In the beginning, everything was alive. The smallest objects were endowed with beating hearts, and even the clouds had names. Scissors could walk, telephones and teapots were first cousins, eyes and eyeglasses were brothers. The face of the clock was a human face, each pea in your bowl had a different personality, and the grille on the front of your parents’ car was a grinning mouth with many teeth. Pens were airships. Coins were flying saucers. THe branches of trees were arms. Stones could think, and God was everywhere.
This is how the memoir begins, and the attempt to deeply imagine and understand the world in the way a newborn child does obviously calls to mind the professor’s experiments in City of Glass. Auster himself is engaging in the sincere scientific inquiry that fired his insane villain’s passions. The final curious mention of God in this passage also recalls The New York Trilogy by connecting the idea of psychological innocence with the idea of spiritual innocence. As I idly perused this opening paragraph in Auster’s new book, I immediately understood that he was finally returning to the core theme of his best book, and I happily decided to give the new book a full read.
Auster persists with the journey into innocent awareness as Report From The Interior proceeds:
The world was of course flat. When someone tried to explain to you that the earth was a sphere, a planet orbiting the sun, with eight other planets in something called a solar system, you couldn’t grasp what the older boy was saying.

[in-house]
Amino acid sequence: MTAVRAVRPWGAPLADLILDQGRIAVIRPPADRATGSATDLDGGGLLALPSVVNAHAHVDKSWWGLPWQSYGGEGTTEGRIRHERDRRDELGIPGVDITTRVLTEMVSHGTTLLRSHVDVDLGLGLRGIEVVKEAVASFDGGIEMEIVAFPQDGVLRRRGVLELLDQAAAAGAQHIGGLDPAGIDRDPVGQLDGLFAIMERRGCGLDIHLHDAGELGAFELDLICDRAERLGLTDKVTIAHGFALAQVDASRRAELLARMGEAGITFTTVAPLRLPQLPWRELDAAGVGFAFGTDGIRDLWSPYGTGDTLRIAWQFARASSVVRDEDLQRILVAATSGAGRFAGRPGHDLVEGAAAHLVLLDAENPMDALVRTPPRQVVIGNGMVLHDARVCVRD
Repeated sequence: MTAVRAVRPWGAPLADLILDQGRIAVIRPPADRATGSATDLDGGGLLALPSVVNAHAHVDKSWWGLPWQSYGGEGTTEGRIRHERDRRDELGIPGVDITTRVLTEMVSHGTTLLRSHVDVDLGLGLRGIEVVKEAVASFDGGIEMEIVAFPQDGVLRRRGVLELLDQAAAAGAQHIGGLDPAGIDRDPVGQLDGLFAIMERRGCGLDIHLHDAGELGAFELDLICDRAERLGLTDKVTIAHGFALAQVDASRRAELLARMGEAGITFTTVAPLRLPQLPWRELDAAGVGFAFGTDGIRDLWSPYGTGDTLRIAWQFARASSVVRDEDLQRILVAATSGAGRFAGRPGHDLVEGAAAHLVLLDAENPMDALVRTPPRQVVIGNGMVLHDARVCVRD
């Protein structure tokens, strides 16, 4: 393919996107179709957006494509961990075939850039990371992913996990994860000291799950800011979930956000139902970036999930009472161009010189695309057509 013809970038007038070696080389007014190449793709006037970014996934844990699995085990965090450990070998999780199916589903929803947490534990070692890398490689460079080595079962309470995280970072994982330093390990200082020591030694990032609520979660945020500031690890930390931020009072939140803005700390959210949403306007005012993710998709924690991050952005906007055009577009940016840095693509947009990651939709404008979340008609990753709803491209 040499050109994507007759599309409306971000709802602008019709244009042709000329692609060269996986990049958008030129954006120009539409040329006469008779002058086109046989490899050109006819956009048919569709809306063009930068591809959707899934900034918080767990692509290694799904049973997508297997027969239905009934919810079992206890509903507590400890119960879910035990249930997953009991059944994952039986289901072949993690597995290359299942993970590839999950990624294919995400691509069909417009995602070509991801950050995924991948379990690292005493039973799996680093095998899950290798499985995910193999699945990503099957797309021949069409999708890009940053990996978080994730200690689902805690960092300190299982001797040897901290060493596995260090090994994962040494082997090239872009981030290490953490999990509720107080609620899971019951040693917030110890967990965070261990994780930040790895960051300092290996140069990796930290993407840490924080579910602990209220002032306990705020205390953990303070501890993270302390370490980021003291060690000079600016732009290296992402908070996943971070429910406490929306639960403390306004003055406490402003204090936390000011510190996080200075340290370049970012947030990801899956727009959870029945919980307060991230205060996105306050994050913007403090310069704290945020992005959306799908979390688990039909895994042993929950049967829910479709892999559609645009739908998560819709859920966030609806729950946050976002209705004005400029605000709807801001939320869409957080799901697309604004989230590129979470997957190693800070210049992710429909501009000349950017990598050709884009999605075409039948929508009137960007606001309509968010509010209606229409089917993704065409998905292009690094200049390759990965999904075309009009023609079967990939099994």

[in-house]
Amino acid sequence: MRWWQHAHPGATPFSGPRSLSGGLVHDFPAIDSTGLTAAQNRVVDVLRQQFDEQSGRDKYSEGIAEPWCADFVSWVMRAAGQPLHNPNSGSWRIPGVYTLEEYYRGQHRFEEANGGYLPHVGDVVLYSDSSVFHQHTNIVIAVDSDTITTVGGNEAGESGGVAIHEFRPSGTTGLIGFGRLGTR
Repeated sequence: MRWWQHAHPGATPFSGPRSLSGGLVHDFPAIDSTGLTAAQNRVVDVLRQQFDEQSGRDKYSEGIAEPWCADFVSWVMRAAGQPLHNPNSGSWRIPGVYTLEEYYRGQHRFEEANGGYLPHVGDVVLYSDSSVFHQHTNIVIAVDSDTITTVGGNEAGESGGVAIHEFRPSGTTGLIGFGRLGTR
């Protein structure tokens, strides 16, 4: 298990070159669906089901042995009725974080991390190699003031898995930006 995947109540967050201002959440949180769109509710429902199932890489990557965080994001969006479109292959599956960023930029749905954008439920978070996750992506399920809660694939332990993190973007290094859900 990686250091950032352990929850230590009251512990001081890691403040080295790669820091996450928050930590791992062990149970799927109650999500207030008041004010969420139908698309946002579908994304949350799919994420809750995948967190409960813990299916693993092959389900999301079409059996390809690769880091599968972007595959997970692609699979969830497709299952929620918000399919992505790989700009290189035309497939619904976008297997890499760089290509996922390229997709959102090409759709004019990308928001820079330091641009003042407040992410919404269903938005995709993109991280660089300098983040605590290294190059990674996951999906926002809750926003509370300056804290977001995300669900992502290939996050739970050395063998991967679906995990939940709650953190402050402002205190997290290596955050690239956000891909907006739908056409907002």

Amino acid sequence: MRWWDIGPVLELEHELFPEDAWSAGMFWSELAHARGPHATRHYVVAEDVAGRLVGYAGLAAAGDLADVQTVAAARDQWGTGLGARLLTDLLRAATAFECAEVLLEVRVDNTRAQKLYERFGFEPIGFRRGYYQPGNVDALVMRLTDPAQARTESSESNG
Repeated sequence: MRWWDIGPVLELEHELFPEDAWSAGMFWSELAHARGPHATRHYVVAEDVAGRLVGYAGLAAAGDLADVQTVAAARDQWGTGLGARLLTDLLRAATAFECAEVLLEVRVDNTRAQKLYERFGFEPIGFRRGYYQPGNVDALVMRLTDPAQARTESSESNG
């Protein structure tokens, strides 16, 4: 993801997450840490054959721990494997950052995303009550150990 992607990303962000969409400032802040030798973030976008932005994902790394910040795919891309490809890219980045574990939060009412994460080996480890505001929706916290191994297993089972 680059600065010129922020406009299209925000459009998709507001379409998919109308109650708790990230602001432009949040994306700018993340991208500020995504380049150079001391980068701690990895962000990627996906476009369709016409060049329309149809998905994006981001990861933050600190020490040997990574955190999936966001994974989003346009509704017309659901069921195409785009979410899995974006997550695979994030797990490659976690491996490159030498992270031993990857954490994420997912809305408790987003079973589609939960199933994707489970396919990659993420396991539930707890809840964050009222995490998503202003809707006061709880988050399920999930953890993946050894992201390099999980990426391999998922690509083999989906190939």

But young Paul Auster slowly becomes more worldly, as he must. He watches “Felix the Cat” but then learns what a cartoon is. The sharp tone of the book’s early pages begins to wane, even as the stories remain clever and affecting, and eventually Report From The Interior is just another Paul Auster book.
The use of second person remains constant through the text, and is occasionally disconcerting, as when Paul Auster informs all of us readers that we all grew up in an old white house on Irving Avenue in South Orange, New Jersey (I don’t know about you, but I did no such thing). He later justifies the device by signing the book “Love, Paul” — so that the whole text is a letter from the author to his younger self. Fair enough, and the use of second person doesn’t detract from the book’s pleasures. A meandering impulse to share endless small facts and details eventually does.
‘The Diary of Anne Frank’. India becomes an independent country. Henry Ford dies. Thor Heyerdahl sails on a raft from Peru to Polynesia in 101 days. ‘All My Sons’ by Arthur Miller. ‘A Streetcar Named Desire’ by Tennessee Williams. The Dead Sea scrolls are discovered. Somewhere over a dirt in the western United States, an American jet breaks the sound barrier.
It’s a deep plunge from the peaked curiosity of the book’s opening pages to this rushed litany, which will remind every single reader in the world of a Billy Joel song. This happens on page 63, and at this point I began to find myself skimming the pages more than I wanted to admit, even as young Auster becomes a teenager and a voracious reader, grapples with Jewish identity and the disappointing reality of American anti-semitism, exchanges letters with his eventual first wife Lydia Davis, observes from a distance the anti-Vietnam War riots in late 1960s-era Columbia University.
I think that Report From The Interior must be one of Paul Auster’s more interesting later books, though I’m not a good judge as I’ve managed to read so few of them. The memoir closes with an unusual touch, a long sequence of amusing, beautiful or memorable images from Paul Auster’s childhood, including cultural heroes, TV photographs, news headlines, commercial images. The blank presentation of this long and continuous visual series suggests that Auster still wants to find new ways to see the world with innocent eyes, and to allow us to do the same. He had it for this book’s first few pages, and the attempt is worthy in itself, always a thrilling exercise, until the glass shatters.